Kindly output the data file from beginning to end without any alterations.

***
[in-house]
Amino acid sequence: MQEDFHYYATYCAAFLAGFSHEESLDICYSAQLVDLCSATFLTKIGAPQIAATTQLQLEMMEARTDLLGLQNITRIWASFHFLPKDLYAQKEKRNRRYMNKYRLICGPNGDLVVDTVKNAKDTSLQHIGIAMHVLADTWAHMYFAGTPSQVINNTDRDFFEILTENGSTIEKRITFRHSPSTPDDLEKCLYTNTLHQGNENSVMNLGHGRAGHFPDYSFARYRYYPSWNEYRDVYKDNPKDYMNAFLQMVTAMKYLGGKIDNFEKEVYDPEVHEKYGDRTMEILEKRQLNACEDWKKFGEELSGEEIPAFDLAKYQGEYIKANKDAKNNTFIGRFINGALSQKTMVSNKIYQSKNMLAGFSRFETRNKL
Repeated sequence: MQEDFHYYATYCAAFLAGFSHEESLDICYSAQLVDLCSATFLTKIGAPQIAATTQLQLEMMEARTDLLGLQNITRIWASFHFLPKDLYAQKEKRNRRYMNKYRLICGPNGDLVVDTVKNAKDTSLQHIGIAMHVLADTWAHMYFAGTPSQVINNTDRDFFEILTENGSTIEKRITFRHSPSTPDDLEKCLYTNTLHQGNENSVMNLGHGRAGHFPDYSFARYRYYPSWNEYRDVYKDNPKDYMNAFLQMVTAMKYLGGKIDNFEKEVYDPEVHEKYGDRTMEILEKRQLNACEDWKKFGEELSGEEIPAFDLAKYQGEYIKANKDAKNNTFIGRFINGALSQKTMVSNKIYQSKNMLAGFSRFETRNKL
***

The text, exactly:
[in-house]
Amino acid sequence: MQEDFHYYATYCAAFLAGFSHEESLDICYSAQLVDLCSATFLTKIGAPQIAATTQLQLEMMEARTDLLGLQNITRIWASFHFLPKDLYAQKEKRNRRYMNKYRLICGPNGDLVVDTVKNAKDTSLQHIGIAMHVLADTWAHMYFAGTPSQVINNTDRDFFEILTENGSTIEKRITFRHSPSTPDDLEKCLYTNTLHQGNENSVMNLGHGRAGHFPDYSFARYRYYPSWNEYRDVYKDNPKDYMNAFLQMVTAMKYLGGKIDNFEKEVYDPEVHEKYGDRTMEILEKRQLNACEDWKKFGEELSGEEIPAFDLAKYQGEYIKANKDAKNNTFIGRFINGALSQKTMVSNKIYQSKNMLAGFSRFETRNKL
Repeated sequence: MQEDFHYYATYCAAFLAGFSHEESLDICYSAQLVDLCSATFLTKIGAPQIAATTQLQLEMMEARTDLLGLQNITRIWASFHFLPKDLYAQKEKRNRRYMNKYRLICGPNGDLVVDTVKNAKDTSLQHIGIAMHVLADTWAHMYFAGTPSQVINNTDRDFFEILTENGSTIEKRITFRHSPSTPDDLEKCLYTNTLHQGNENSVMNLGHGRAGHFPDYSFARYRYYPSWNEYRDVYKDNPKDYMNAFLQMVTAMKYLGGKIDNFEKEVYDPEVHEKYGDRTMEILEKRQLNACEDWKKFGEELSGEEIPAFDLAKYQGEYIKANKDAKNNTFIGRFINGALSQKTMVSNKIYQSKNMLAGFSRFETRNKL